J. David Bamberger’s Selah, Bamberger Ranch Preserve stands as a motivating symbol of the power of private landowner conservation. Much like Aldo Leopold, who purchased spent Wisconsin land in 1935 and worked to restore it, Mr. Bamberger’s 5,500 acre ranch near Austin was in poor condition when he purchased it in 1969. The ranch was overrun with Ashe juniper, which allowed for virtually no water infiltration and a lack of healthy grassland. Soil erosion was prevalent and wildlife species were sparse.

Mr. Bamberger’s transformation of the ranch is truly a story of “water from stone.” The Selah, Bamberger Ranch Preserve is one of the largest scale habitat restoration projects in Texas. Early restoration efforts included removal of the Ashe juniper, returning the ranch to grassland. This allowed numerous natural springs to return, furnishing all of the water for the ranch. All homes and buildings on the ranch were built at lower elevations, allowing all of the water supply to be gravity-fed. Overflow from the springs forms the headwaters of Miller Creek, which flows into the Colorado River via the Pedernales.

Under Mr. Bamberger’s land management practices, the ranch has experienced a remarkable increase in vegetation and wildlife, including the endangered Golden-cheeked warbler and Black-capped vireo. The African Scimitar Horned Oryx is on the ranch as part of a cooperative effort between Selah, Bamberger Ranch Preserve and the American Zoological and Aquarium Association. The program breeds the Oryx and provides them free of charge to Senegal and Gambia, their native countries.

The ranch also utilizes an innovative approach to pest management. The Chiroptorium, a manmade bat cave that houses approximately 200,000 bats, minimizes the need for pesticide and provides shelter for bats, which are losing habitat in central Texas due to urban development.

Mr. Bamberger’s conservation philosophy extends to beyond the ranch’s boundaries. His ranch is home to numerous research projects, and Mr. Bamberger engages in what he calls “People Ranching,” hosting 4,000 guests annually for private tours, school field trips, bird counts, hikes, and camps. These efforts were expanded by his late wife, Margaret, who had a strong belief in the importance of outdoor education. Mr. and Mrs. Bamberger have worked with several community service organizations through the years, advocating the importance of private land stewardship.”

A Plan For The Future – Maximizing the Use of Rainfall on the Bamberger Ranch Preserve

Realizing that scientists were predicting that drought conditions could possibly be with us for a very long time, we put together our own “think tank” of things we could possibly do to help us survive. Water being the major problem of an expanding population most all of our actions are intended to insure, augment, or conserve water. Most all of the following can be useful or initiated on any rural land:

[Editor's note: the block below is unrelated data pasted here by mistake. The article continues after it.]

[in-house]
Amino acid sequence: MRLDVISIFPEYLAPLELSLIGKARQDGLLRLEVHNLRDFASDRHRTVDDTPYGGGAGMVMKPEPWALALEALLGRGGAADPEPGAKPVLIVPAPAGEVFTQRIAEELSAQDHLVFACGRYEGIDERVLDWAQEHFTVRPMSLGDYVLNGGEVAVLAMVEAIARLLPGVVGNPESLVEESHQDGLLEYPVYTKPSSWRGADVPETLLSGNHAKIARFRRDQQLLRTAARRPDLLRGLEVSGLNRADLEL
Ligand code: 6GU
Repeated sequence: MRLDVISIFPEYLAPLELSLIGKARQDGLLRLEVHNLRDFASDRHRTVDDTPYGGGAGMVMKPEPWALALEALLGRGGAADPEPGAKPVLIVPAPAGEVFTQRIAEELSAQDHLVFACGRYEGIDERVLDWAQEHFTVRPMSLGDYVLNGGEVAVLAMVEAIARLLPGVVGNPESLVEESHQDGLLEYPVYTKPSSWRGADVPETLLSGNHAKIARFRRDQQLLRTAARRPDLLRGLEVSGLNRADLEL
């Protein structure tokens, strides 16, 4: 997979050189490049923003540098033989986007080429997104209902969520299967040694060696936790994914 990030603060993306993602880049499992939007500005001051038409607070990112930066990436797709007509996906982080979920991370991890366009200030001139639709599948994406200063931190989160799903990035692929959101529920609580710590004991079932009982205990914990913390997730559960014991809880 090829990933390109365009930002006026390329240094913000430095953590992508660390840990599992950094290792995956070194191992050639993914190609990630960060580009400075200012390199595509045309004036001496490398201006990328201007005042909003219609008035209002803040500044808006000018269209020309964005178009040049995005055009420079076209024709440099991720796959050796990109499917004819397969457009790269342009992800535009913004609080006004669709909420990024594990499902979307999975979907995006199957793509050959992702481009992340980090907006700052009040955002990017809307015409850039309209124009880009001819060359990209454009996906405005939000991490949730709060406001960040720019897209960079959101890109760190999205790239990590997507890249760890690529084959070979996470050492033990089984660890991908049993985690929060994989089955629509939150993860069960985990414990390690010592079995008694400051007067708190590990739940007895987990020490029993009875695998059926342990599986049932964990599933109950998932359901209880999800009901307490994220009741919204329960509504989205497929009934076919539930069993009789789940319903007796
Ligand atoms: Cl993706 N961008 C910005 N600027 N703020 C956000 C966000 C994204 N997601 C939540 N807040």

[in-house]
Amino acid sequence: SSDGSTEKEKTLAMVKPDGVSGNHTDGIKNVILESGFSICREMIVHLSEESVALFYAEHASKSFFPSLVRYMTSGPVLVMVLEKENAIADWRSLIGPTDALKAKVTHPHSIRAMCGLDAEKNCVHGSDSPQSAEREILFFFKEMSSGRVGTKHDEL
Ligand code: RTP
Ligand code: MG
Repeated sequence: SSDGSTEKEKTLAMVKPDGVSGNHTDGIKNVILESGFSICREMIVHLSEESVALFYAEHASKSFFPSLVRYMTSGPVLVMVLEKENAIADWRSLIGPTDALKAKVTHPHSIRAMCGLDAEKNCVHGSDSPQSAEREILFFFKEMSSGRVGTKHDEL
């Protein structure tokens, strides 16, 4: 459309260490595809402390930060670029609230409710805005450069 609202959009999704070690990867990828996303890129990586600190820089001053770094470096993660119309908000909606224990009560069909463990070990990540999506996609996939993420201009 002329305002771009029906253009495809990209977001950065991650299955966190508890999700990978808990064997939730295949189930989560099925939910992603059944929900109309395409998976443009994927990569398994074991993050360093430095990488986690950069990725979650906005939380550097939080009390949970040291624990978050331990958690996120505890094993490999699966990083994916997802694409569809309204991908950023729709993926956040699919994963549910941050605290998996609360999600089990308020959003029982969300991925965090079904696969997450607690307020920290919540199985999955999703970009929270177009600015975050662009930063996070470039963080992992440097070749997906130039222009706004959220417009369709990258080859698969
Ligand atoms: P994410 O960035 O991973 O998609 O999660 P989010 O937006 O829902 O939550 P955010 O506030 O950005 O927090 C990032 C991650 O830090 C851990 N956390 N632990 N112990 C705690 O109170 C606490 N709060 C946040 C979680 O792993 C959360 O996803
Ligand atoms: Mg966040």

• Construct 28 miles of stone berms on downhill sides of the plateaus

  • Construct 12 miles of recharge water pans on our plateaus

  • Build 1,000 mini dams in every runoff area

  • Add concrete cisterns to achieve 50,000 gallon of storage

  • Rainwater collection on existing buildings

  • Selective tree removal on the watersheds of our springs

  • Devise a system to transfer water across the divide from west to east

  • Build solar toilets (They do not use water)

  • Reduce cattle herd

  • Water delivery for wildlife

  • Rainwater only at cattle pens

  • Inspect and repair current spring boxes

  • Explore all canyons for potential seeps to develop

  • Engineer Madrone Lake for potential potable water supply

  • Monitor water production weekly on all cased springs

  • Construct French drains

  • Prescribed burns

  • Add earthen and concrete dams

  • Divert runoff to existing ponds and sinkholes

  • Convert to low flush toilets, low water washing machines and low water shower heads

  • Check old inoperative water wells for potential use

  • Build more recharge ponds

  • Closely monitor native grasslands

  • Riparian improvements

  • Add overflow pipes on all cisterns to pipe overflow water to tanks and ponds

The most creative idea was the 28 miles of these berms which will take us 5 years to construct. It’s all hand work. Thousands of stones were picked up to form these berms. There are six berms on the downhill slopes that slow down runoff and intercept soil. Photograph taken by J. David.

The water pans all work. This water took 48 hours to percolate into the limestone. There was no runoff. Photograph taken by Justin Duke.

One hundred twenty feet below the hilltop water pans and stone berms, you can witness the result. Crystal clear and clean water forms this pool for wildlife and livestock. Photograph taken by J. David.

I’m looking forward to the next decade as an opportunity to demonstrate to more and more people the values to society that good land management delivers.

Over the past 40 years we have worked tirelessly to restore this 5500 acres. We did all the work ourselves. Everyone who has worked here participated. We built barns, fences, roads and pipelines by ourselves. We did contract to have three new homes built as well as our education building and considerable remodeling. These improvements and the value of the land today are believed to have a market value of 25 million dollars. . . .Selah will be here forever, not only to educate the young people about the natural world but to serve as a model for other landowners and to give Mother Nature room to breathe. We have given Selah to future generations. It needs and deserves your support. Please check all of 2009 blogs as well as the website to see and learn more about what we’re doing. Won’t you help us with your tax deductible contribution? We are a 501(c)(3) private operating foundation. You can send your contributions to: Bamberger Ranch Preserve, 2341 Blue Ridge Drive, Johnson City, TX 78636.